Featured Doctor

MERIMI, Dr Sanaa

Morocco - Family doctor

What work do you do now?

I am a general practitioner and have been practicing in the private sector for the last 20 years. I have dedicated 15 years of my practice to developing a new community health approach.

Since 2012, I have been a “maître de stage”, (training supervisor), and as such, I take medical students in my clinic, introducing them private general practice. I collaborate with the medical faculty of Rabat introducing new innovative courses in communication and supervised training for medical students in health centres.

I have also been involved in post graduate medical training, since 2013, working on programs that aim to develop the capacities of young doctors working in the private sector: patient communication, social responsibility, health education, management.

I am interested in initiating research about and with the general practitioners in Morocco.

Other interesting things you have done?

For 11 years I have worked on the “Maison de Santé Albalsam” (Health Care Home) - an adaptation of the “family medicine clinic concept” to include health promotion and population health activities. I'm dedicating the next three years to promote this new non profit private practice in the health system specially for low income communities.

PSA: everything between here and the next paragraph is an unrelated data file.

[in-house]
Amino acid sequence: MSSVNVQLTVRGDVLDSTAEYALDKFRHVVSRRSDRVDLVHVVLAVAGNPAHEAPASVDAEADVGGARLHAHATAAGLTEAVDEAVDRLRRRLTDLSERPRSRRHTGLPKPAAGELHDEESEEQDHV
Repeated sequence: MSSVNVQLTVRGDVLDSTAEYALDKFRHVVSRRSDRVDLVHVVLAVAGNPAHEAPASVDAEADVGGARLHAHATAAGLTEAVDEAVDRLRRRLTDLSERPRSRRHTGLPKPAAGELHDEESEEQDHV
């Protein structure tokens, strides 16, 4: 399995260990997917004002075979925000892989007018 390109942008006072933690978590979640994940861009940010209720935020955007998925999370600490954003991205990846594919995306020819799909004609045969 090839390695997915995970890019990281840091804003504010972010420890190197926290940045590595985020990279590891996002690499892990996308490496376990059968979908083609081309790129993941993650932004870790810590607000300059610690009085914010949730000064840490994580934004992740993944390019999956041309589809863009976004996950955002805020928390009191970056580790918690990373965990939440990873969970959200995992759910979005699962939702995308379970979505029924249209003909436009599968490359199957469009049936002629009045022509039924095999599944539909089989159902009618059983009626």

I am the founder of a “L’initiative Vers l‘Unité Pour la Santé (VUPS)” which is a Towards Unity for Health (TUFH) initiative in Morocco. It is a network, promoting the linking of all the parts of the health system. I launched the first VUPS initiative during the Covid period and the theme was the positioning of the private general practitioner in the anti-Covid response. This brought together various stakeholders: the population, academics, managers, health professionals.

What is it like to be a family doctor in Morocco?

It’s a little bit difficult, because there is no specific curriculum for family medicine, although a medical curriculum reform is taking place in Morocco to include family medicine as a specialisation. It seems that it will take more than a lifetime. However, a strong training program for GPs centred on the needs of patients and communities can balance out the delay of the reform. For twenty years now we have been looking at concepts and practical models.

Your interests at work and privately?

My interests at work are to develop critical thinking in daily medical practice and not only in a scientific setting. Privately, I appreciate writing and enjoying time with my family.